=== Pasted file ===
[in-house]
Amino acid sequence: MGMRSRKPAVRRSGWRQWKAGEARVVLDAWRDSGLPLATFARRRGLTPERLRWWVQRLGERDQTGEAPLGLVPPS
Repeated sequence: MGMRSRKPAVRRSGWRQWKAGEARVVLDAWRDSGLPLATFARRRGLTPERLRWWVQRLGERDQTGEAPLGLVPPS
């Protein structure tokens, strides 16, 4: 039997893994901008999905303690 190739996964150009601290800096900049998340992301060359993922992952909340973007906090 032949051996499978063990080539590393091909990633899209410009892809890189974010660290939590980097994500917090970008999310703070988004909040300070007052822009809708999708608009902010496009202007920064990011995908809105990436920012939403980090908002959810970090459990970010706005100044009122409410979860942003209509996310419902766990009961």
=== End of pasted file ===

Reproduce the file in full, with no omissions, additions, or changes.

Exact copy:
[in-house]
Amino acid sequence: MGMRSRKPAVRRSGWRQWKAGEARVVLDAWRDSGLPLATFARRRGLTPERLRWWVQRLGERDQTGEAPLGLVPPS
Repeated sequence: MGMRSRKPAVRRSGWRQWKAGEARVVLDAWRDSGLPLATFARRRGLTPERLRWWVQRLGERDQTGEAPLGLVPPS
């Protein structure tokens, strides 16, 4: 039997893994901008999905303690 190739996964150009601290800096900049998340992301060359993922992952909340973007906090 032949051996499978063990080539590393091909990633899209410009892809890189974010660290939590980097994500917090970008999310703070988004909040300070007052822009809708999708608009902010496009202007920064990011995908809105990436920012939403980090908002959810970090459990970010706005100044009122409410979860942003209509996310419902766990009961």